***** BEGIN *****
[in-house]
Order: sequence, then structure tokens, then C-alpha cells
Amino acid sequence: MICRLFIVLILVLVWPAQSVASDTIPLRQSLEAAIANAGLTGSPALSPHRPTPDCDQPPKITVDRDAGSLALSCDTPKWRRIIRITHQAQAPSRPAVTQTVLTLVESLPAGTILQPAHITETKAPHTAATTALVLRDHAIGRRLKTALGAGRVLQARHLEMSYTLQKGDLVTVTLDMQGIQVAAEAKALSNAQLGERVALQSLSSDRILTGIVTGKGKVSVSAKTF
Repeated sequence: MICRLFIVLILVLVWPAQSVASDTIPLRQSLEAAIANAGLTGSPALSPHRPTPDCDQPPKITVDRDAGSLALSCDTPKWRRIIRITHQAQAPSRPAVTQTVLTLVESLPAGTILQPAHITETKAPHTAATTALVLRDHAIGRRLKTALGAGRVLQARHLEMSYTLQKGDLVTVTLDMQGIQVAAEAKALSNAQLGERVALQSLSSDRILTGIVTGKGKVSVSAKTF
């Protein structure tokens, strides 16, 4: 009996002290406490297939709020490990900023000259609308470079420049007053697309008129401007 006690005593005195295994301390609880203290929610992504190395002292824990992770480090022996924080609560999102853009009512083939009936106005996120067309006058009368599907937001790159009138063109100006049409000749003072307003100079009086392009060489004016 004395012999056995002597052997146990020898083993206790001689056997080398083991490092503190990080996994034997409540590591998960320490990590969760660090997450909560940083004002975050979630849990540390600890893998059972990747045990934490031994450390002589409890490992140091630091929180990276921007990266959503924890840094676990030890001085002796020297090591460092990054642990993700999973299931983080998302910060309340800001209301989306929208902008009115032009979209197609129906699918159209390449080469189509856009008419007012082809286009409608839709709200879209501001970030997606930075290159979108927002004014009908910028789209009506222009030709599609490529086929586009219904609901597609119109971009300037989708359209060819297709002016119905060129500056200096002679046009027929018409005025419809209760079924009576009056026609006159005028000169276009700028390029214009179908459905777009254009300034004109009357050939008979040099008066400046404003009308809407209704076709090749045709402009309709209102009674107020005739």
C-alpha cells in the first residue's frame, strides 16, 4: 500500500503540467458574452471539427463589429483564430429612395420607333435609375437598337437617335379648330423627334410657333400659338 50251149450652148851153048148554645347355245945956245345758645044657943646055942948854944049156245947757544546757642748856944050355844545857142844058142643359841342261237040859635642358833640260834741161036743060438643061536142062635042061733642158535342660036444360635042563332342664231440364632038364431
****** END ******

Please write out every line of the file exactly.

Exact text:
[in-house]
Order: sequence, then structure tokens, then C-alpha cells
Amino acid sequence: MICRLFIVLILVLVWPAQSVASDTIPLRQSLEAAIANAGLTGSPALSPHRPTPDCDQPPKITVDRDAGSLALSCDTPKWRRIIRITHQAQAPSRPAVTQTVLTLVESLPAGTILQPAHITETKAPHTAATTALVLRDHAIGRRLKTALGAGRVLQARHLEMSYTLQKGDLVTVTLDMQGIQVAAEAKALSNAQLGERVALQSLSSDRILTGIVTGKGKVSVSAKTF
Repeated sequence: MICRLFIVLILVLVWPAQSVASDTIPLRQSLEAAIANAGLTGSPALSPHRPTPDCDQPPKITVDRDAGSLALSCDTPKWRRIIRITHQAQAPSRPAVTQTVLTLVESLPAGTILQPAHITETKAPHTAATTALVLRDHAIGRRLKTALGAGRVLQARHLEMSYTLQKGDLVTVTLDMQGIQVAAEAKALSNAQLGERVALQSLSSDRILTGIVTGKGKVSVSAKTF
């Protein structure tokens, strides 16, 4: 009996002290406490297939709020490990900023000259609308470079420049007053697309008129401007 006690005593005195295994301390609880203290929610992504190395002292824990992770480090022996924080609560999102853009009512083939009936106005996120067309006058009368599907937001790159009138063109100006049409000749003072307003100079009086392009060489004016 004395012999056995002597052997146990020898083993206790001689056997080398083991490092503190990080996994034997409540590591998960320490990590969760660090997450909560940083004002975050979630849990540390600890893998059972990747045990934490031994450390002589409890490992140091630091929180990276921007990266959503924890840094676990030890001085002796020297090591460092990054642990993700999973299931983080998302910060309340800001209301989306929208902008009115032009979209197609129906699918159209390449080469189509856009008419007012082809286009409608839709709200879209501001970030997606930075290159979108927002004014009908910028789209009506222009030709599609490529086929586009219904609901597609119109971009300037989708359209060819297709002016119905060129500056200096002679046009027929018409005025419809209760079924009576009056026609006159005028000169276009700028390029214009179908459905777009254009300034004109009357050939008979040099008066400046404003009308809407209704076709090749045709402009309709209102009674107020005739």
C-alpha cells in the first residue's frame, strides 16, 4: 500500500503540467458574452471539427463589429483564430429612395420607333435609375437598337437617335379648330423627334410657333400659338 50251149450652148851153048148554645347355245945956245345758645044657943646055942948854944049156245947757544546757642748856944050355844545857142844058142643359841342261237040859635642358833640260834741161036743060438643061536142062635042061733642158535342660036444360635042563332342664231440364632038364431